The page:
What’s the Big Deal with Big Data?

What HBR’s Winter 2017 OnPoint Tells Us About Business & Data

It was a November evening that I was at the grocery store, waiting in the line to check out when I saw the latest issue of Harvard Business Review’s OnPoint publication. For those that are unaware, OnPoint is a seasonal publication that focuses on a particular topic. I typically pass these by, but this time I shelled out nearly $20 for the magazine as this volume was called The Data Driven Manager.

I bought this for a few reasons. As a data professional I think it’s important to stay up to date as to what is happening in our field. I also think it is a great idea to read articles like the ones found in publications like HBR and MIT Sloane Management Review because they can offer different perspectives on problems; and sometimes those perspectives can challenge what we believe or have seen. However, I mostly bought this copy of OnPoint because I was curious as to what is being talked about at large in academia. And by extension, what other people think is important in the world of data.

So, what did I learn?

This isn’t new news…

The first article (in both publication date and appearance in the OnPoint) was titled Competing on Analytics by Thomas H. Davenport (Mr. Davenport later went on to write a book with the same title). This was published in 2006. If Mr. Davenport is like me, it takes a while of incubation before I put it down to paper, and even longer yet that it gets self published by ways of my blog. My guess is that Mr. Davenport had been thinking and talking about the concepts covered in that article long before that article was printed.

Also of note is that the majority of these articles were originally published in 2013 or before. 1 of the 11 (9%) was published later than 2013, and as a matter of fact, it was in 2017. To me this signifies that we don’t really “get it” yet, and we’re still grasping with what data means in organizations, and what we can do with it.

…And We’re Still Talking about Big Data

Out of the 11 articles (there are additional briefings that I am not counting) 5 of them have big data in the title or in the subtitle. To me, this says that there are still many people that are unsure of what Big Data is, what it means, and how to “do it”.

Additionally, many of these articles are “entry level” conceptual propositions for how to think about big data. By no means do I suggest these articles do not have merit, but I think that this suggests that there are many people who are still trying to figure it out. And honestly, I don’t blame them for confusion. There are a lot of terms and concepts, vendors and concepts, and a many ideas of how to do it correctly. Not only are these concepts difficult to imagine, but they are incredibly hard to pull off in the real world, much less get significant value from them. Gartner believes that these types of projects fail at rates between 60–85%. This is an incredible figure; no wonder we keep talking about big data.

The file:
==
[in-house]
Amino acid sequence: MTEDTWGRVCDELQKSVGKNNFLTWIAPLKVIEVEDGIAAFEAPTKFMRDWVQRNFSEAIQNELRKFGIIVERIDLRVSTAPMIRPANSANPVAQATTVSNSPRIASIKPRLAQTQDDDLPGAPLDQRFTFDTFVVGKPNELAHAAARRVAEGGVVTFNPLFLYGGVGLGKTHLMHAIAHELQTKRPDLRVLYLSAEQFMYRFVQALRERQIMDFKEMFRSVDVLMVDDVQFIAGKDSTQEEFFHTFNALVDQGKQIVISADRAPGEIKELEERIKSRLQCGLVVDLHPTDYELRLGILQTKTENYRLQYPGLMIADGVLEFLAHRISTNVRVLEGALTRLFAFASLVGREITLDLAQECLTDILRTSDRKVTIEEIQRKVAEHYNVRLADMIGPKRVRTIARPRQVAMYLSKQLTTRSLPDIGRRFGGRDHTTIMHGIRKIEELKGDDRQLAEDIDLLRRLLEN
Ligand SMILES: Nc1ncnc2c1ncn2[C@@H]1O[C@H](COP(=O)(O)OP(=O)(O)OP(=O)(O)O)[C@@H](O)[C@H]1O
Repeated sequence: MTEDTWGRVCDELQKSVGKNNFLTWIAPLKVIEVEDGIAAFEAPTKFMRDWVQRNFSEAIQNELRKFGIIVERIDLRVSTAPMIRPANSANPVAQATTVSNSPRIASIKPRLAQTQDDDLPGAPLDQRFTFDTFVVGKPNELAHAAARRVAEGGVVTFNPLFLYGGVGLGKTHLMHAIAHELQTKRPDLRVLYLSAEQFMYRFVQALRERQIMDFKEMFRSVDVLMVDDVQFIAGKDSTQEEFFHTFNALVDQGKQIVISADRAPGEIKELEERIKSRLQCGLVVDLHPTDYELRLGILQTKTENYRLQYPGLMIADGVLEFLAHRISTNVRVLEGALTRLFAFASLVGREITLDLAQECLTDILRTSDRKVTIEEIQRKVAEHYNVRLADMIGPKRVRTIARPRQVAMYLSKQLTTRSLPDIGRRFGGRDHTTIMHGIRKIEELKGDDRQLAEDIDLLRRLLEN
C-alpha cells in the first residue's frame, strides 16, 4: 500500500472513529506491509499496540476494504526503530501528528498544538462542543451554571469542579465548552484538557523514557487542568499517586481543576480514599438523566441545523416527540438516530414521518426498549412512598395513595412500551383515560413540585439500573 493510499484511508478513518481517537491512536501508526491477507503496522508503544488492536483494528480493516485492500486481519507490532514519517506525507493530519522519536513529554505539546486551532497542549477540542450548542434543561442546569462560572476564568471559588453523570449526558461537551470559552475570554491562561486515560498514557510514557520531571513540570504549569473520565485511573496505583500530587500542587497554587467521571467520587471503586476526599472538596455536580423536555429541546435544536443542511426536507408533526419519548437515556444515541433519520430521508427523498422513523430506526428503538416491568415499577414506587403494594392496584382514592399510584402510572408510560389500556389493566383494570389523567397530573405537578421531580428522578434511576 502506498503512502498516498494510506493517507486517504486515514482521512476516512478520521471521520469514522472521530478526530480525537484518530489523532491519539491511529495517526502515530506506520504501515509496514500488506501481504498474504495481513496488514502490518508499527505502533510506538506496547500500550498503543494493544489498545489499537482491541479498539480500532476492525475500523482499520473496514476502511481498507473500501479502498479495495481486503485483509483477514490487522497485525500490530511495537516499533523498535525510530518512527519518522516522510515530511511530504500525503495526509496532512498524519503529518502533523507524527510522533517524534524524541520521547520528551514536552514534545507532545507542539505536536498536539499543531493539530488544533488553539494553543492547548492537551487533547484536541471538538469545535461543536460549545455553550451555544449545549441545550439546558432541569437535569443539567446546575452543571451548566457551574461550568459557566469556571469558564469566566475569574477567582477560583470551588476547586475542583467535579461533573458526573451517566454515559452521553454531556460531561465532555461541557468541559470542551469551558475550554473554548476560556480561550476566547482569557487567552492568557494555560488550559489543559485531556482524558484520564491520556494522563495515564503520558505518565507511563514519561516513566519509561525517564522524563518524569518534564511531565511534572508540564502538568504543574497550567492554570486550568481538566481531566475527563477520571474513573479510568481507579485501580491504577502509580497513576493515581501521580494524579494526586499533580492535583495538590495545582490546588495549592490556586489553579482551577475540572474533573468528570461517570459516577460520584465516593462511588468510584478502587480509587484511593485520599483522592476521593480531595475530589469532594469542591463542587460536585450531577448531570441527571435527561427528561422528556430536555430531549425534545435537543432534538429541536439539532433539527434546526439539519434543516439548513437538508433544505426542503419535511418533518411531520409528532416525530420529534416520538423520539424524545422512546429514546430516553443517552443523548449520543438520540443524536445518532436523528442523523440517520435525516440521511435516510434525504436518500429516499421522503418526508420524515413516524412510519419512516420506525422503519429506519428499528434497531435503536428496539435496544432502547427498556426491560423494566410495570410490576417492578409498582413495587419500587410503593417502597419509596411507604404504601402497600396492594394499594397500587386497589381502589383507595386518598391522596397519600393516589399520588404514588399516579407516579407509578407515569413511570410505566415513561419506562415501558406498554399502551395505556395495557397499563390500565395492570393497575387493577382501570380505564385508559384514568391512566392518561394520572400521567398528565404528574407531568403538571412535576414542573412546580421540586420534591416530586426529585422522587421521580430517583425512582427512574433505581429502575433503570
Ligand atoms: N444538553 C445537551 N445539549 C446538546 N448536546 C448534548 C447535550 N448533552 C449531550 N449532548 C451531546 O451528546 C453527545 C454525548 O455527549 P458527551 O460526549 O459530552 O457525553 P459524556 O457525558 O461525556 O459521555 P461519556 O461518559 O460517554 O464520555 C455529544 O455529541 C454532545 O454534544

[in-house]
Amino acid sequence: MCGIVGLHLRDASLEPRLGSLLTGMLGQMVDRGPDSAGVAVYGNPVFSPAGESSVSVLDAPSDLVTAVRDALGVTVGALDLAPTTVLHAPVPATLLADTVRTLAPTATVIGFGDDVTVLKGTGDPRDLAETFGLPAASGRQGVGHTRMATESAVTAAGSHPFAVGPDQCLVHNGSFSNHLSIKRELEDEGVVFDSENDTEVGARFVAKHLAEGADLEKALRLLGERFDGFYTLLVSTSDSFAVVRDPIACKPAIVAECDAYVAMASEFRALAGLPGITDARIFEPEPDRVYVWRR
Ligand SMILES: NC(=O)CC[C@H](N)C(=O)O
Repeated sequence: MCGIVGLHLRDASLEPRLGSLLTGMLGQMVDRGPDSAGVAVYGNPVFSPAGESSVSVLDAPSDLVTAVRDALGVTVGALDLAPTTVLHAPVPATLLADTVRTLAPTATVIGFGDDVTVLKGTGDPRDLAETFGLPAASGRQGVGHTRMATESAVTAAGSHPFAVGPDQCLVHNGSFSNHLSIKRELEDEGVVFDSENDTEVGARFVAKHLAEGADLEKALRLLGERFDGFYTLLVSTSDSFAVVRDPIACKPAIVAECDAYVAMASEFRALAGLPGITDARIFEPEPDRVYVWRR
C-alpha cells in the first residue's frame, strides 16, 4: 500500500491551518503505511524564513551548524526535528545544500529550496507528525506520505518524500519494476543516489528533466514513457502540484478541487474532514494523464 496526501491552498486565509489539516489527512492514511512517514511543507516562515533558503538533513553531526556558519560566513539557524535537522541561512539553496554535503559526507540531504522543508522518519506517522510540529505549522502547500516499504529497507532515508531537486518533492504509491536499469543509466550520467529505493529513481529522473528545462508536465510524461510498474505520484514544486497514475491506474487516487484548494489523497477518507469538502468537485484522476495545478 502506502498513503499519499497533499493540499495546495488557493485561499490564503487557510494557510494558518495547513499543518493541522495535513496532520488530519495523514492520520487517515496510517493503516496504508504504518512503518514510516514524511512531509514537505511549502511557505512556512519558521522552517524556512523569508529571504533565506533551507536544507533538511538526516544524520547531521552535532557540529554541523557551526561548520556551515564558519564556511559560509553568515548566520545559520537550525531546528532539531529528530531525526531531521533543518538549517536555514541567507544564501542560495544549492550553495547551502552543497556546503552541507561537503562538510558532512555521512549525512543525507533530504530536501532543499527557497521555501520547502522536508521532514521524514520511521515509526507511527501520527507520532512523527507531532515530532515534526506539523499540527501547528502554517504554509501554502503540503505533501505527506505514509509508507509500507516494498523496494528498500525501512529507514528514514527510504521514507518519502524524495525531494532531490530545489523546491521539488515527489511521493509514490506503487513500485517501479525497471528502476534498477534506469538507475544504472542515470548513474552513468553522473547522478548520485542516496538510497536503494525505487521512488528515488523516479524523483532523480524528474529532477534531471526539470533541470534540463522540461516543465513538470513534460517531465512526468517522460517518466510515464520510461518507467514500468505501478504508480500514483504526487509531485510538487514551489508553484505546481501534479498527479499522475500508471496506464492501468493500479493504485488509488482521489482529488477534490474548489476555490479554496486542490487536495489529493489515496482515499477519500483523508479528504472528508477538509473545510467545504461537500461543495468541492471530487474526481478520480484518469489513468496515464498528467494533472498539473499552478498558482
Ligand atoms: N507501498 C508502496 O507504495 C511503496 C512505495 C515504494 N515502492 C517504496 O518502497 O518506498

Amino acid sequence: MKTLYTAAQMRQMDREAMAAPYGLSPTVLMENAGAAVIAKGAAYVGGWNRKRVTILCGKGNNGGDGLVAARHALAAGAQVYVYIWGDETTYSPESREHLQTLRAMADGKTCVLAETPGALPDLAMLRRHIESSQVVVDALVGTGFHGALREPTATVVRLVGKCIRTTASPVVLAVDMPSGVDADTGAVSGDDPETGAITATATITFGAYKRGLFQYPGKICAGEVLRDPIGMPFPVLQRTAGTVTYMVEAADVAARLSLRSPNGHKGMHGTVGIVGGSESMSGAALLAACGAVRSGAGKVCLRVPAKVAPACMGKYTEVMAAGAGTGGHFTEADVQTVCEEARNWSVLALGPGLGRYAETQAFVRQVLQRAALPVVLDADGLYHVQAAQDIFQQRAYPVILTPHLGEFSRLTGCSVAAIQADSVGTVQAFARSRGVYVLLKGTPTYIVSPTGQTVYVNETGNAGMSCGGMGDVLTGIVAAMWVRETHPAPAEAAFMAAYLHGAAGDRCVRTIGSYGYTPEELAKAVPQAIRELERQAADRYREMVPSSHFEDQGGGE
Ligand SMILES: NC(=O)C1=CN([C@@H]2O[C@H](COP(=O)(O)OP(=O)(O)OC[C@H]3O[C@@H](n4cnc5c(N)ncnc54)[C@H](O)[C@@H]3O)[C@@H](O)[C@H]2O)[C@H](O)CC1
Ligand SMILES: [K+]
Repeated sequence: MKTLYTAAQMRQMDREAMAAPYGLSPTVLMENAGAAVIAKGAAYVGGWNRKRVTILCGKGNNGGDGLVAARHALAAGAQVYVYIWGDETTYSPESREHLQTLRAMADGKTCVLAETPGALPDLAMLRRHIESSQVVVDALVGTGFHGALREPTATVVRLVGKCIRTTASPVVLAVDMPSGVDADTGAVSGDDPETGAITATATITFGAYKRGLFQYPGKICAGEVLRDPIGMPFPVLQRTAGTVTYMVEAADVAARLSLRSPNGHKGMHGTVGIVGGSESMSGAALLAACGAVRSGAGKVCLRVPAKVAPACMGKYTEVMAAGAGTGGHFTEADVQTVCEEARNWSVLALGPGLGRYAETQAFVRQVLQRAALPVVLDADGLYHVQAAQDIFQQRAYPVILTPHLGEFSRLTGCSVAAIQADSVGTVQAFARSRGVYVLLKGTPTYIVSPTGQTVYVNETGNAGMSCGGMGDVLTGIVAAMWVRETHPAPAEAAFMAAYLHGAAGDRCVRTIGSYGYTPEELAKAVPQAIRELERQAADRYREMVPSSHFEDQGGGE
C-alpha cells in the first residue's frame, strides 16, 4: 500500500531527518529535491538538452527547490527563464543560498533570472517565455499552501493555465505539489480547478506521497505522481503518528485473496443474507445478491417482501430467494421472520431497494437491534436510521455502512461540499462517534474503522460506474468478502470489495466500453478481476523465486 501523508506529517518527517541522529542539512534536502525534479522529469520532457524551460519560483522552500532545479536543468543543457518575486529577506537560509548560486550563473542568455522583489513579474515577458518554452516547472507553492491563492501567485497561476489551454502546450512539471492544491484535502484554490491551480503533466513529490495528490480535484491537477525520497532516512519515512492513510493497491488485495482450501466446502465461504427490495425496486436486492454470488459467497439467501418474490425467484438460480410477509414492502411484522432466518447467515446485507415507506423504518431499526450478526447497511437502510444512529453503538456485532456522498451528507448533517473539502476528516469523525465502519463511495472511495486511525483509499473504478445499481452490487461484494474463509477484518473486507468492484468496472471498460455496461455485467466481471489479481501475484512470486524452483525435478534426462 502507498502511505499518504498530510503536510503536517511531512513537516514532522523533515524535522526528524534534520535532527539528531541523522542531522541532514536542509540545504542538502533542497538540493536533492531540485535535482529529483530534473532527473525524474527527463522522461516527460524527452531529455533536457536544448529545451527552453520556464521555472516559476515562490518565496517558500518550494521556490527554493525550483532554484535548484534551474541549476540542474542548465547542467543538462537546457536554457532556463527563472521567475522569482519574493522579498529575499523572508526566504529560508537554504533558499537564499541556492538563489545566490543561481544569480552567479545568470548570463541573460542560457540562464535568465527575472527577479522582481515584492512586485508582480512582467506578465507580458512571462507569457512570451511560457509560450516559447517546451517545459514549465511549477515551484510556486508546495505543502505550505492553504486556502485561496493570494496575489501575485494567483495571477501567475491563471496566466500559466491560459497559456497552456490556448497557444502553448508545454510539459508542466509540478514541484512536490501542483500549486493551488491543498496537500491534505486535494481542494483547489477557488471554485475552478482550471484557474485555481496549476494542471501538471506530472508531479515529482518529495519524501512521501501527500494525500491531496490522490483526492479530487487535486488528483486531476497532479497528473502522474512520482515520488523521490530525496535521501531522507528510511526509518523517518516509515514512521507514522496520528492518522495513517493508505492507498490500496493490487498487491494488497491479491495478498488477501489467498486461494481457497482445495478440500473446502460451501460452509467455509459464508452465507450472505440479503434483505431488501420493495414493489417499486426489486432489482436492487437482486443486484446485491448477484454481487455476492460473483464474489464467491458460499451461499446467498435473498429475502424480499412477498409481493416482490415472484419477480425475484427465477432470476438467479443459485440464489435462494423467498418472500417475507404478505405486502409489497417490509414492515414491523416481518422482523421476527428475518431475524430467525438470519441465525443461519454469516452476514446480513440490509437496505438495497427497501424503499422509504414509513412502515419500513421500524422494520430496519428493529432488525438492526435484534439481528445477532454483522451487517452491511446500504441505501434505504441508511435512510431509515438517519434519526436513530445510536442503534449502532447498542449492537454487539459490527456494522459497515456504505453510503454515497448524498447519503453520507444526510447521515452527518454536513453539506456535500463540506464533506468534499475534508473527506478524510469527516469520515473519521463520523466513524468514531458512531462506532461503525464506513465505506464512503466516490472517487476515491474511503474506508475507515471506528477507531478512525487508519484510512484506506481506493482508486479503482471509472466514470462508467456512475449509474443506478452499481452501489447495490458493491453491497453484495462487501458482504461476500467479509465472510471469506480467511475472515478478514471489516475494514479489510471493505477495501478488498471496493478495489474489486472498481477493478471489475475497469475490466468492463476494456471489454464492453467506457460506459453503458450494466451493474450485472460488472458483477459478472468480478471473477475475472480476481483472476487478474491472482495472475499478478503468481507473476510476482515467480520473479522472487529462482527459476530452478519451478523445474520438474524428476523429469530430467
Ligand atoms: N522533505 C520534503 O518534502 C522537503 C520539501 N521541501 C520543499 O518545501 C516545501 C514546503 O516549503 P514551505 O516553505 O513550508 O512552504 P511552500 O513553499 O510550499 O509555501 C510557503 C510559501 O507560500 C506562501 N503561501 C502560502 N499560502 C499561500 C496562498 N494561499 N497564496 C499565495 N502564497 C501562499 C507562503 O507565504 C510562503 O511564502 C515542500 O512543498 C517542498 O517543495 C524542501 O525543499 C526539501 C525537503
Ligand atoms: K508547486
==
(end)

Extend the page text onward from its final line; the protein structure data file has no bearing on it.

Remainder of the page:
Analytics is still the golden egg

Along a similar train of thought, I decided to see how many articles had direct references to “analytics”. It was a surprising amount — 54% (6 of 11). Many of these articles extolled the virtues of using analytics to bring greater ROI to the business, and how using more data and algorithms will bring about these returns.

Again, I think these view points are wrong; I’ve helped plenty of clients get value through data. I think the word of caution I would give it to expect these changes and returns to be 1) linear, and 2) readily apparent. All too often the road to a data driven organization gets bumpy and the path is abandonded. This may be why I (and my colleagues at Red Pill Analytics) recommend clients to start small and grow into larger implementations and systems. And always remember: data can enhance your organization, but it will not save it.

More food for thought

There were three categories of articles: Strategy, Execution and Talent. These are all important aspects to working in a highly technical field such as data. One thing I will note about the Strategy articles is that they seemed mostly focused on greenfield strategies. Additionally, the Execution and Talentarticles were devoid of horror stories of how to claw out of the hole of high turnover, successive project failures, and botched implementations. I think these stories are perhaps the most helpful and need to be the most discussed; we do not learn most from our successes, but rather from the failures that pave the way to these glories.

A few last words

If you are unfamiliar with what Big Data or Advanced Analytics is, I would recommend getting a copy of the latest HBR OnPoint. It could serve as a useful primer as to what is happening, as it seems nothing new has happened in the last 5 years according to the publication list. However, if you are familiar with this world, I say listen to Master Yoda and “Unlearn what you have learned”. You don’t need big data or advanced analytics to be successful. What you do need is to understand what you want to know, why you want to know it, and how you are going to attain that knowledge. I think the reason we are still having the same discussions we were having 10 years ago (or 20 years ago, or…) is because the fundamental issues are the same. Spoiler alert: there is no magic bullet to answer your questions or give your data meaning. Sometimes big data and advanced analytics are the right tools for the job; sometimes they aren’t. Be sure to pick the right tools, and the right team, for the task at hand.